This disruption in the media industry presents both a threat and an opportunity for journalists. This threat can be seen in the declining  revenue of legacy media organisations  which means traditional journalists now stand to lose their jobs. The old business model of journalism is no longer sustainable and journalists are facing fierce competition from a multitude of individual, online publishers. The implication is that being just a journalist who covers and writes news stories is no longer enough. Anybody who is willing and able can do that now.

To survive the existential threat facing traditional journalism, journalists need to build new skills that were not even taught in journalism schools a decade ago. The emergence of  buzz words such as “tech-savvy journalist” and  “data journalist”  in the newsroom is evidence of this shift. To practice journalism, every journalist needs to have digital skills that are imperative for 21st century journalism. As ordinary citizens are increasingly able to perform the work of journalism, a professional journalist  needs to take  further steps to acquire the necessary skills beyond the old concept of journalism.  Therefore, a journalist must have both the reporting and technical skills.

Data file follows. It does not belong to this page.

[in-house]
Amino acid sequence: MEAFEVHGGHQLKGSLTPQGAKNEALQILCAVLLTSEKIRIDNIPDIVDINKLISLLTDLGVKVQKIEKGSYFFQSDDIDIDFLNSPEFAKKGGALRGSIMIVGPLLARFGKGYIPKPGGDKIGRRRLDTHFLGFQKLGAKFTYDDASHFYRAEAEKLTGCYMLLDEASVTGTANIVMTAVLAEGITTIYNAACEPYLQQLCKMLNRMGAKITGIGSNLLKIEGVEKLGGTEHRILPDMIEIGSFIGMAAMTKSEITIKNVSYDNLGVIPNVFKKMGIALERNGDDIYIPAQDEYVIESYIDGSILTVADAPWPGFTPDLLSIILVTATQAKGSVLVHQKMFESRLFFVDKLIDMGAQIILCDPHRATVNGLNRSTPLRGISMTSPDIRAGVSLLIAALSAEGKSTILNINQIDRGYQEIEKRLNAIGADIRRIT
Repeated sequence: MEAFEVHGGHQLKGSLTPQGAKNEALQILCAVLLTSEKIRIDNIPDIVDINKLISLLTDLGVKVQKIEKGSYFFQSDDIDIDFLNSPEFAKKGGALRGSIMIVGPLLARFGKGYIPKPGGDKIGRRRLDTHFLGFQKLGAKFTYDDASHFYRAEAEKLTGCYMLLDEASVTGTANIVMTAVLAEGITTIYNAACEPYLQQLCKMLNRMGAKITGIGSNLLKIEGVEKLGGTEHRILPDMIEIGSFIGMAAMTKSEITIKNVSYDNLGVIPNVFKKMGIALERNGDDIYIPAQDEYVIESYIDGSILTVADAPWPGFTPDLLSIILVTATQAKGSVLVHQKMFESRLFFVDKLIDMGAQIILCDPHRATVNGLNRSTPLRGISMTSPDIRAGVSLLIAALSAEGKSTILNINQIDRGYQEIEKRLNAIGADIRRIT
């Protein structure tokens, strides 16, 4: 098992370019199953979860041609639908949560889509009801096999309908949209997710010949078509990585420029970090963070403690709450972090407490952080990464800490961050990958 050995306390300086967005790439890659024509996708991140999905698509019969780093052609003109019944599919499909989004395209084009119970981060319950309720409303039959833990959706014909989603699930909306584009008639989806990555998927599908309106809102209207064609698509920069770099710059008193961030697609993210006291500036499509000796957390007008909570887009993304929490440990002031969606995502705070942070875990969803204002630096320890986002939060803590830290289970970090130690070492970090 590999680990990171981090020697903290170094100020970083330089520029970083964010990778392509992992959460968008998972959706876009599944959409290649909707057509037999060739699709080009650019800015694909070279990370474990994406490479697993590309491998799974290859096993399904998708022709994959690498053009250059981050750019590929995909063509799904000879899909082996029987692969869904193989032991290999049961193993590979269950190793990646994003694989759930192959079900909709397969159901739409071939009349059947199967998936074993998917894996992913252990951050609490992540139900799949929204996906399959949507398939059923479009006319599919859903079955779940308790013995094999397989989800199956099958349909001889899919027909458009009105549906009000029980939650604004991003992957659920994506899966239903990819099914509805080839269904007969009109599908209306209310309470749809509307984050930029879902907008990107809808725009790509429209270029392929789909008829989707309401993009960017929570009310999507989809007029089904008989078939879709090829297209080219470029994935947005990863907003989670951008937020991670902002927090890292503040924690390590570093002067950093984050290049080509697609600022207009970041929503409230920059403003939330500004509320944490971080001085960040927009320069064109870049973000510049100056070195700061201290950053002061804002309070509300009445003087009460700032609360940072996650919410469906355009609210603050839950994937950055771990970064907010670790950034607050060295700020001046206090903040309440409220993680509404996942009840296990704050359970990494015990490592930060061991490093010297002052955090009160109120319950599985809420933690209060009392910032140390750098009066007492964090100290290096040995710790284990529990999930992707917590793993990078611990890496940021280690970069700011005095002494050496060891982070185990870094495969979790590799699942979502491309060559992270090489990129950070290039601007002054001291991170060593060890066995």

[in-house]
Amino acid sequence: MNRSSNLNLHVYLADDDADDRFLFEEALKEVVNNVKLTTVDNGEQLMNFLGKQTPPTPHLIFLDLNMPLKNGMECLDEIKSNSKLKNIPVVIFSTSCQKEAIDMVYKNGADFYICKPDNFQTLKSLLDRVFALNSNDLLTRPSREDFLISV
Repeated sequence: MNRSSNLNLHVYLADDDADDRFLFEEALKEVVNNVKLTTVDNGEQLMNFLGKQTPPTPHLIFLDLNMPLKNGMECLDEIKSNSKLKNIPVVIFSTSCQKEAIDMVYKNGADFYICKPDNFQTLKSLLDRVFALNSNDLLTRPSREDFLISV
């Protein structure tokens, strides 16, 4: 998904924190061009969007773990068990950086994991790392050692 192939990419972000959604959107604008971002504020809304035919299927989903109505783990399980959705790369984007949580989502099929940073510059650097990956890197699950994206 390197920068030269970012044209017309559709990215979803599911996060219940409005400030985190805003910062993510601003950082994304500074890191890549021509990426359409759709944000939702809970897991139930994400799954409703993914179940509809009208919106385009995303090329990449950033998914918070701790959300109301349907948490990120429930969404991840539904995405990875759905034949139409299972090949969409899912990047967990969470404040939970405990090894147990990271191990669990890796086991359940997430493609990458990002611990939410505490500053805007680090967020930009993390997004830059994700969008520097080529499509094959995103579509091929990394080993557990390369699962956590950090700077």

Among the skills that a journalist should have is the ability to process, analyse and visualise data. Despite the increasing amount of information that is now available to the citizens, people are still not adequately informed on critical issues bordering on data. This is why data journalism is receiving attention around the world. Data analysis and visualisation are useful skills for today’s journalist. A lot of critical information is buried in data and a journalist must now have the skills (or access to the skills)  to harness and report the data.